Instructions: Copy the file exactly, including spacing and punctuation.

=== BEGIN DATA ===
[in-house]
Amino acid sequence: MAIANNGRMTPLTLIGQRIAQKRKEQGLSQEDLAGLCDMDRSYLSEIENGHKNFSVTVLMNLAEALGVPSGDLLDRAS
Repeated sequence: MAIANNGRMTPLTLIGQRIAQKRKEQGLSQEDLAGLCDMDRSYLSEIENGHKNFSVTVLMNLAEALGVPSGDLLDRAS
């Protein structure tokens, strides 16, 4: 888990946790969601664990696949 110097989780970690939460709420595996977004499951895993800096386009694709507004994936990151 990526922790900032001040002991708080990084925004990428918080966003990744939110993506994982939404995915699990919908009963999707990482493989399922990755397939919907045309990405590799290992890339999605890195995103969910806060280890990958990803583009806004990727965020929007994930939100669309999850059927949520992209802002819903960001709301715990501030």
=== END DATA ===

[in-house]
Amino acid sequence: MAIANNGRMTPLTLIGQRIAQKRKEQGLSQEDLAGLCDMDRSYLSEIENGHKNFSVTVLMNLAEALGVPSGDLLDRAS
Repeated sequence: MAIANNGRMTPLTLIGQRIAQKRKEQGLSQEDLAGLCDMDRSYLSEIENGHKNFSVTVLMNLAEALGVPSGDLLDRAS
């Protein structure tokens, strides 16, 4: 888990946790969601664990696949 110097989780970690939460709420595996977004499951895993800096386009694709507004994936990151 990526922790900032001040002991708080990084925004990428918080966003990744939110993506994982939404995915699990919908009963999707990482493989399922990755397939919907045309990405590799290992890339999605890195995103969910806060280890990958990803583009806004990727965020929007994930939100669309999850059927949520992209802002819903960001709301715990501030």